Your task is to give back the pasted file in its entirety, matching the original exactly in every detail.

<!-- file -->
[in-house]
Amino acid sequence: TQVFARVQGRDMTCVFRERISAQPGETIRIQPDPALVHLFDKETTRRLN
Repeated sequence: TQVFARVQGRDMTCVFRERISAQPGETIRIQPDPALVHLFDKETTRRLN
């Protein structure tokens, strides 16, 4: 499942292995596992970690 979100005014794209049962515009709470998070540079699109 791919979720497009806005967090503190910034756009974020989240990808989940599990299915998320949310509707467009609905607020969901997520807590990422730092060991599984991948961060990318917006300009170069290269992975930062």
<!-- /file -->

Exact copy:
[in-house]
Amino acid sequence: TQVFARVQGRDMTCVFRERISAQPGETIRIQPDPALVHLFDKETTRRLN
Repeated sequence: TQVFARVQGRDMTCVFRERISAQPGETIRIQPDPALVHLFDKETTRRLN
């Protein structure tokens, strides 16, 4: 499942292995596992970690 979100005014794209049962515009709470998070540079699109 791919979720497009806005967090503190910034756009974020989240990808989940599990299915998320949310509707467009609905607020969901997520807590990422730092060991599984991948961060990318917006300009170069290269992975930062």